From the emails and voicemails:
CREEPS AMONG US Too often, the bad among us take advantage of the most vulnerable among us.
Sept. 27, for the second time in three years, Millie Fisher of Ceres became the victim of a burglary. She came home that night to find that her home had been ransacked, with the perps taking a brooch bequeathed to her by her grandmother, an antique World War II pistol, a personal recipe book and her Marine Corps dress blues.
Yes, the punks stole from Fisher, a disabled Marine who served as a sergeant under Adm. U.S. McCain, whose son, John, was a prisoner of war in Vietnam, a United States senator and an unsuccessful candidate for president in 2008. Fisher went on to spend 25 years in law enforcement and is known for her great works in the community despite limited personal resources. Among her projects, she raised money to buy computers for poor kids in her neighborhood. Friends have created an account in her name at Valley First Credit Union. Authorities estimate thieves stole belongings valued at roughly $10,000 this time. In May 2008, while she prepared for a spaghetti dinner fundraiser to benefit kids in Ceres, some personal items valued at $2,000 were stolen from a town hall.
The recent ransacking of Fishers home was followed about a month later by the burglary of Eye Will, Inc., a charity in downtown Modesto that offers educational services to children with visual impairments. Apparently breaking in through the ceiling, thieves stole computer equipment valued at $5,000 from the 11-month-old nonprofit. No arrests have been made to date.
And finally, Halloween night turned into a nightmare on Bentley Street for Waterford resident Dennis Koplin. The 52-year-old suffered a massive stroke in 2008. He can walk no more than 15 feet or so using a cane. Otherwise, he relies on a custom-fitted wheelchair or a motorized scooter. On Halloween night, his wheelchair was out on the front porch. Then it wasnt. Valued at $1,000, it disappeared between the clusters of trick-or-treaters who came to the home that night.
Koplins daughter, Kristi Vargas of Riverbank, created a page on the fundraising website Giveforward.com. To donate, Type Get Dennis Mobile Again in the search field.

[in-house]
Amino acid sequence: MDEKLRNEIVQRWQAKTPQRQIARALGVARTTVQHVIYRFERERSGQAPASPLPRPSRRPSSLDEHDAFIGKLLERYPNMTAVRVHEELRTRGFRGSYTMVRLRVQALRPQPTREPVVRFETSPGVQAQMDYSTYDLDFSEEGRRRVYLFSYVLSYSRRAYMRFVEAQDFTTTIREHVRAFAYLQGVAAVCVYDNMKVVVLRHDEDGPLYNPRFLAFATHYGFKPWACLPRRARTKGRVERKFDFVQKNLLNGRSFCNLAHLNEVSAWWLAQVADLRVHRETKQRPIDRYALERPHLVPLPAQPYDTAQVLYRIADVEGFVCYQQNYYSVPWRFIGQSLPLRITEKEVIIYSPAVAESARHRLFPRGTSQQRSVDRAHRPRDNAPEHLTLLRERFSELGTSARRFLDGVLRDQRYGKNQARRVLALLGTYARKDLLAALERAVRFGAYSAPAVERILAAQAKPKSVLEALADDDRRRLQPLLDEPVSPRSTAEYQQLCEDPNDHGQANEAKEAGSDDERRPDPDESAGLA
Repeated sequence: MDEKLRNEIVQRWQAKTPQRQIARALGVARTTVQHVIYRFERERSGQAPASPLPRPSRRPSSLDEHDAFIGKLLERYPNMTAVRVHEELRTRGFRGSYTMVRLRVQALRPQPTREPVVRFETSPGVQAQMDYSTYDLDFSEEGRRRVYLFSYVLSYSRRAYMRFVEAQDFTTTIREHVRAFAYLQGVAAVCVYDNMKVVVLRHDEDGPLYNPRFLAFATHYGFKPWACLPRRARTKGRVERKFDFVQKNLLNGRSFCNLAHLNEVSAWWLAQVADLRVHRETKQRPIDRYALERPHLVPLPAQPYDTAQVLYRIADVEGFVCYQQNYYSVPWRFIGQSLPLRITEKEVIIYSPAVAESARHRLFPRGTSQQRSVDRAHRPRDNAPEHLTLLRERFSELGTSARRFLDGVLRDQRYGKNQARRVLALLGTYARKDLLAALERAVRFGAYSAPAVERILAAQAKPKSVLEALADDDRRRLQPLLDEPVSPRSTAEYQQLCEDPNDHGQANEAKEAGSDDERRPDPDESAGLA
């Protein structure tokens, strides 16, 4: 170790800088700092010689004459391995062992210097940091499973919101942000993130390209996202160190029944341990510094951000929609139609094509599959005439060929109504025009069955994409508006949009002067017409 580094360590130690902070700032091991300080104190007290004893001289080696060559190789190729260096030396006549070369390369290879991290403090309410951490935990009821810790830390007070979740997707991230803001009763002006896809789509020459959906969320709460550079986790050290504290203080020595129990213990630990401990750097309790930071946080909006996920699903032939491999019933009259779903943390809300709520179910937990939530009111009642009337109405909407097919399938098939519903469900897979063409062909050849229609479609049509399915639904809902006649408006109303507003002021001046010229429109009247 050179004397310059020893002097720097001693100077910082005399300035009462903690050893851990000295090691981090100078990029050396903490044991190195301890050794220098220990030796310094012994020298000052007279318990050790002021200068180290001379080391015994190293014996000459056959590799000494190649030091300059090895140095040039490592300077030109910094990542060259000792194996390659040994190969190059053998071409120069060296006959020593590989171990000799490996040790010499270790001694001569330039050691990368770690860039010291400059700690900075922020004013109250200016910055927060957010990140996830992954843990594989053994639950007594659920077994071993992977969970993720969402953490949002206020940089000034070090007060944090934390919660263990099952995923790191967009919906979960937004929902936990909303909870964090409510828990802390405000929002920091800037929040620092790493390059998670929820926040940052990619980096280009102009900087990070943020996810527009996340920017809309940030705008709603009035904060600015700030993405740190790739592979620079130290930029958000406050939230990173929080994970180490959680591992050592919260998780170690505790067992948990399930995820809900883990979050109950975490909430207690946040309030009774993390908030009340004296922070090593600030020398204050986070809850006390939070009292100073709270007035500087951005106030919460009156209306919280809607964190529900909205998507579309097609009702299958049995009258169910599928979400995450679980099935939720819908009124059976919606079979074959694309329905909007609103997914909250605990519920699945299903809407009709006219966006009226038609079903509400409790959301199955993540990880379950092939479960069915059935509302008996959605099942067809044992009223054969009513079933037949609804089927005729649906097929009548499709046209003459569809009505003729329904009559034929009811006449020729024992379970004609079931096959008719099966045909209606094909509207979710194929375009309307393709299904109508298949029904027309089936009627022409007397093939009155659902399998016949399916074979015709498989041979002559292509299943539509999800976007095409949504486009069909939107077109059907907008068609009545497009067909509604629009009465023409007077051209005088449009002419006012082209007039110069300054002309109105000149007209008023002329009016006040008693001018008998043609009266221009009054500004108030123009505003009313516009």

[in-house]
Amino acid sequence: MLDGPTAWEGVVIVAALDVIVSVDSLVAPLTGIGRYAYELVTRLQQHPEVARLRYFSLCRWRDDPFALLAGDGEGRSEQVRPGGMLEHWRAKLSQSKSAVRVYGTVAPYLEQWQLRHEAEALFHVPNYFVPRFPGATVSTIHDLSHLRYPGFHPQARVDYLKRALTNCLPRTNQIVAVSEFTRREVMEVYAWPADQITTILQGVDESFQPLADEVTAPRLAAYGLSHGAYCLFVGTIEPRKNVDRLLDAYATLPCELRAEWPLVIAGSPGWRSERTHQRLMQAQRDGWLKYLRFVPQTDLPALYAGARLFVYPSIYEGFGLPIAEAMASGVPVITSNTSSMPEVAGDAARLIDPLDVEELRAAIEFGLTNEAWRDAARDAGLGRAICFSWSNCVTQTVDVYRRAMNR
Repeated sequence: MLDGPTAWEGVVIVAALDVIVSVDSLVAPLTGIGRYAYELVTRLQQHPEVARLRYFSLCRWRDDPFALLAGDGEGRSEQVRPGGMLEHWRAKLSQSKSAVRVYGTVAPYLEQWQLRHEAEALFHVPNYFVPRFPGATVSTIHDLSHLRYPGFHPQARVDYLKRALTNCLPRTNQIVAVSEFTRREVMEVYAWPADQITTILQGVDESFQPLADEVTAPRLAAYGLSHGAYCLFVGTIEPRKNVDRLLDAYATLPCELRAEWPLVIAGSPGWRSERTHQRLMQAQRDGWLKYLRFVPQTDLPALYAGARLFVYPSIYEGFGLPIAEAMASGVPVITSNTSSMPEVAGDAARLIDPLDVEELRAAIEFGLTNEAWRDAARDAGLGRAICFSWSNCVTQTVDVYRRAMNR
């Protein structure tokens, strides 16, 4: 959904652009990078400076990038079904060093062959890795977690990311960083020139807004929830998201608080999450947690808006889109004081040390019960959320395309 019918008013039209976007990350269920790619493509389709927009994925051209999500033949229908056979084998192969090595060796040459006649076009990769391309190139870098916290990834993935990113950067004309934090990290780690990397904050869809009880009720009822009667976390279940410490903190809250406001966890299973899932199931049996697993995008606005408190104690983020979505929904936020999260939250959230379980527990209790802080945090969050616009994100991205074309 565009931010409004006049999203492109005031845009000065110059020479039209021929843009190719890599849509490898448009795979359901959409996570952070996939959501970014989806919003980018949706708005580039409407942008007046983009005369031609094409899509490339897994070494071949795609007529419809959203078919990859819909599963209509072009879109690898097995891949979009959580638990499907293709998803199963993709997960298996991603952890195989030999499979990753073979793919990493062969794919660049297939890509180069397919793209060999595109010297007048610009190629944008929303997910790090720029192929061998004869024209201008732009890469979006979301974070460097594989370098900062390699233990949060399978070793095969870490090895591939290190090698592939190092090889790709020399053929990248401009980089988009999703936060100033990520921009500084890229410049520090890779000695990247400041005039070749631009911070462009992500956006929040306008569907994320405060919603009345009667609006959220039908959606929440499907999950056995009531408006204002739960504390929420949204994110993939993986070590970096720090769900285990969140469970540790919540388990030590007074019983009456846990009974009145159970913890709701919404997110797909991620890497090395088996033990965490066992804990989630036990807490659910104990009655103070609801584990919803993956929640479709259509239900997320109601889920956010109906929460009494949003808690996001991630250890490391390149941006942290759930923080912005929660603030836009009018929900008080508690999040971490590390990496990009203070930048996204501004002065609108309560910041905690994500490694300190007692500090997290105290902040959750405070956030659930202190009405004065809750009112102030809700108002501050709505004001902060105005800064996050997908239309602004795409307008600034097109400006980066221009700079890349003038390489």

And there you have it, folks. The bottom dwellers among us targeted those in need. They ransacked the home of a disabled Marine, stole computers from a nonprofit that helps the visually impaired and snagged a stroke victims wheelchair. Just sick.
BOGUS BENS Last month, I wrote about Jennie Ford of Modesto, who accepted a $100 bill at her familys garage sale only to find out it was counterfeit, and a lousy job at that. Heather Graves of the Modesto police said a second bad Benjamin Franklin recently surfaced. Note to Ford: Graves is still waiting for you to file a police report. Investigators would like to compare notes about the distributors of the misleading moolah.
HAY, NOW ... After my Halloween column about pranks of yesterday, Cheryl Fantazia called to tell me about what she considers the top Halloween prank of all time, as passed down by her mother and grandmother.
There was a man who was not well-liked in early-days Modesto, Fantazia said. He baled his (hay) crop, took it in and stacked it in his barn because he knew the kids would do something to it on Halloween.
They took every bale in the stack out of the barn and scattered it in the field again, Fantazia said. That was the best prank ever.
A caller named Dan, however, begged to differ. He remembers his father telling him that the big Halloween prank of the pre-indoor plumbing days was to move someones outhouse back a few inches just far enough to enable the user, in the middle of the night of course, to step in the repository.
RURAL RENEWAL The folks in Groveland and other communities along Highway 120 who were double-whammied by the Rim fire and the government shutdown, take note:
After rock slides closed Highway 140 several years ago, Mariposas economy took a devastating hit because tourists werent passing through on their way to Yosemite National Park. To bring people into town to stay at the hotels and motels, eat in the restaurants and generate some income community officials there pleaded with the Trans Valley Youth Football League to host the leagues annual Super Bowl Game, promising a memorable weekend.
It worked so well that Mariposa will this weekend host the event for a fifth consecutive year. It will begin with a bonfire that Friday night, followed by two more days of festivities at the Mariposa County Fairgrounds. The league has roughly 3,000 participants between football and cheer, and about 1,800 coaches.
Bob Kirchner of Mariposa spearheaded Mariposas effort, which is expected to book every hotel/motel room and campsite in town. It pumps about $500,000 each year into the local coffers. Consequently, the league created TVYFL Charities, which has donated a flat-screen television to Childrens Hospital Madera, provided meals for needy children and made other donations.
Granted, the Groveland-Big Oak Flat area doesnt have as many hotel rooms or a fairgrounds, as does Mariposa. Still, some out-of-the-box thinking cant hurt a local economy in need of a cash infusion.
Anyone with information on the burglary from Millie Fishers home can contact Ceres police Detective Tonya Smith: (209) 538-5730 or firstname.lastname@example.org. Stanislaus Area Crime Stoppers can be reached by calling 1-866-60-CRIME, texting to 274637 TIP704 in the wording, or by visiting www.modestopolice.com/crimestoppers. Bee columnist Jeff Jardine can be reached at email@example.com or (209) 578-2383. Follow him on Twitter @JeffJardine57.